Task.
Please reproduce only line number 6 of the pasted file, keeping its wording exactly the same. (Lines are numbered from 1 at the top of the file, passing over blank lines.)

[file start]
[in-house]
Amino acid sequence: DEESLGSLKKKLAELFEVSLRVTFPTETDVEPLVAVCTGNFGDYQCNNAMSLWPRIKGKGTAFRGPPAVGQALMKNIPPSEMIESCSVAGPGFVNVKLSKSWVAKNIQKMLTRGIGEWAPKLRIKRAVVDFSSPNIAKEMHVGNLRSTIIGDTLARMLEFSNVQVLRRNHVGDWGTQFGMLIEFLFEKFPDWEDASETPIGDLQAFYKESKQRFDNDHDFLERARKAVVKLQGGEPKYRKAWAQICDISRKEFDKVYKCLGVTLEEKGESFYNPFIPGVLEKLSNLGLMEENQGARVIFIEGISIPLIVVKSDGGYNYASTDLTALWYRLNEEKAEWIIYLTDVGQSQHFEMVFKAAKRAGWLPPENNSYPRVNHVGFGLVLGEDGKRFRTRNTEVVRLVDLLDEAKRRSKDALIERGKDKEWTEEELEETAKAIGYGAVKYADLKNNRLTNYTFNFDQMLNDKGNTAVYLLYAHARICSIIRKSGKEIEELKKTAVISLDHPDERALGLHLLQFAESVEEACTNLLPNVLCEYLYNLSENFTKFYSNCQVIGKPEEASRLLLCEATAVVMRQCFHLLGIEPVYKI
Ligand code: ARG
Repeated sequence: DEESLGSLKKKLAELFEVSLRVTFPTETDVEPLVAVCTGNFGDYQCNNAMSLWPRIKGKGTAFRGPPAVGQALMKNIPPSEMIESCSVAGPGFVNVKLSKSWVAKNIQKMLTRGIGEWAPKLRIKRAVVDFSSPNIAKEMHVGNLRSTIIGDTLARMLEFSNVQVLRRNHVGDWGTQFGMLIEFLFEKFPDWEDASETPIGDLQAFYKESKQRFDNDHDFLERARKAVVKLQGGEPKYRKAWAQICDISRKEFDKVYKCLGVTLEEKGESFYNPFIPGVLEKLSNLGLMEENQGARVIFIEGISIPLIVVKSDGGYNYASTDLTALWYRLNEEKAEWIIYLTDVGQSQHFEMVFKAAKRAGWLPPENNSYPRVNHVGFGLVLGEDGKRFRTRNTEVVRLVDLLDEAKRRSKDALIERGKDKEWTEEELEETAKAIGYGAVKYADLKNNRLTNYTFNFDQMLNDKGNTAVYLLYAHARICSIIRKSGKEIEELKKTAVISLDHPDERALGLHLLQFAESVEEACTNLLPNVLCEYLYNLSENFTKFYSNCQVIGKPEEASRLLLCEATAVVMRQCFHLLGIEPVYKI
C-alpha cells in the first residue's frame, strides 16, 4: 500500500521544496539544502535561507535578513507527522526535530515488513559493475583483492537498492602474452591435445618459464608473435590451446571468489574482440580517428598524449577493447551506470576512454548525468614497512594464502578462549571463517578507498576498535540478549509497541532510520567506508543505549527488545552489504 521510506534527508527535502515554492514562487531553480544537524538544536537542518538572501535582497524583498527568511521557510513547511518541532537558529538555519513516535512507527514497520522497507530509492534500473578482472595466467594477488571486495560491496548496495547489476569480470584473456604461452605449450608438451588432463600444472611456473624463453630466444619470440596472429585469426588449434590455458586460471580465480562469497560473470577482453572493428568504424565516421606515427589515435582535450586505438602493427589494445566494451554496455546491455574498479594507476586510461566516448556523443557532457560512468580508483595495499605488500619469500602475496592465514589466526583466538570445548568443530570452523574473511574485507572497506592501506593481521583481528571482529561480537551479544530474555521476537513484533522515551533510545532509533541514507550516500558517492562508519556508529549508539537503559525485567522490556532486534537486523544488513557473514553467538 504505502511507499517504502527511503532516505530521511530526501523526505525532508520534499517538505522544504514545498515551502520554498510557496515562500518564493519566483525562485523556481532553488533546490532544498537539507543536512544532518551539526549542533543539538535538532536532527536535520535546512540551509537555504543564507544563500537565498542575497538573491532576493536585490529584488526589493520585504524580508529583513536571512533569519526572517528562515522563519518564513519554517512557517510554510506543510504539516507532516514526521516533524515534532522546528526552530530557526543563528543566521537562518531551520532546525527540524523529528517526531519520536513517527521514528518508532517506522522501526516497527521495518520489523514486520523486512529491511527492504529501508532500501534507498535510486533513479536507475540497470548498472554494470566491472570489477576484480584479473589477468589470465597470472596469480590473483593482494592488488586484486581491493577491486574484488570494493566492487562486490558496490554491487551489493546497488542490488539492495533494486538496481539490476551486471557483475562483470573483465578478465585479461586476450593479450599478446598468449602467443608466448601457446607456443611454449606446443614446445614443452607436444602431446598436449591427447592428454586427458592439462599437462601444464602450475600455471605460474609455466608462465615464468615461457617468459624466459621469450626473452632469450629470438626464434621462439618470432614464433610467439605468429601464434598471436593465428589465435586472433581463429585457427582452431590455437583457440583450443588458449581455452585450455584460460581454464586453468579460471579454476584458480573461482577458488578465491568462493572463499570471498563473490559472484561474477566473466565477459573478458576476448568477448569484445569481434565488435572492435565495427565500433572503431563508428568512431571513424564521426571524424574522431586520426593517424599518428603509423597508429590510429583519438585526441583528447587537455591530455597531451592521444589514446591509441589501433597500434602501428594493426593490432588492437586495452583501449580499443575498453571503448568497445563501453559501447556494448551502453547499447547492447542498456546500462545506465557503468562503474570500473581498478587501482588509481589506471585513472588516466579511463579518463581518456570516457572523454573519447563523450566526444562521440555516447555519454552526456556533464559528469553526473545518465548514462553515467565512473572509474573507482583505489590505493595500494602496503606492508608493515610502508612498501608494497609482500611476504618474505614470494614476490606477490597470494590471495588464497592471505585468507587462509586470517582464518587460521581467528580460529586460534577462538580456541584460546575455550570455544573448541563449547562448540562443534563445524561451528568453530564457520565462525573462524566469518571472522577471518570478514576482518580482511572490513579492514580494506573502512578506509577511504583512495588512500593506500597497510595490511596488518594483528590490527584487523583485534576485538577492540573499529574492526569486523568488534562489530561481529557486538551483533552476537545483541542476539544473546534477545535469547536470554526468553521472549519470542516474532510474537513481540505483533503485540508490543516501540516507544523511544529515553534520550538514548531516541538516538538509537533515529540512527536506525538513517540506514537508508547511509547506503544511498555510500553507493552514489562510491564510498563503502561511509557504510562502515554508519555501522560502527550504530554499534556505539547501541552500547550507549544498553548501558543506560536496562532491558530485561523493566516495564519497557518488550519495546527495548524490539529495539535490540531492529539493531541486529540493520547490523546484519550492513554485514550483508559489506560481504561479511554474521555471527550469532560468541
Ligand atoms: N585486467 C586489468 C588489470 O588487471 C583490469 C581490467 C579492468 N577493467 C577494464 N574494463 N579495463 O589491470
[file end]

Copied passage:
Ligand atoms: N585486467 C586489468 C588489470 O588487471 C583490469 C581490467 C579492468 N577493467 C577494464 N574494463 N579495463 O589491470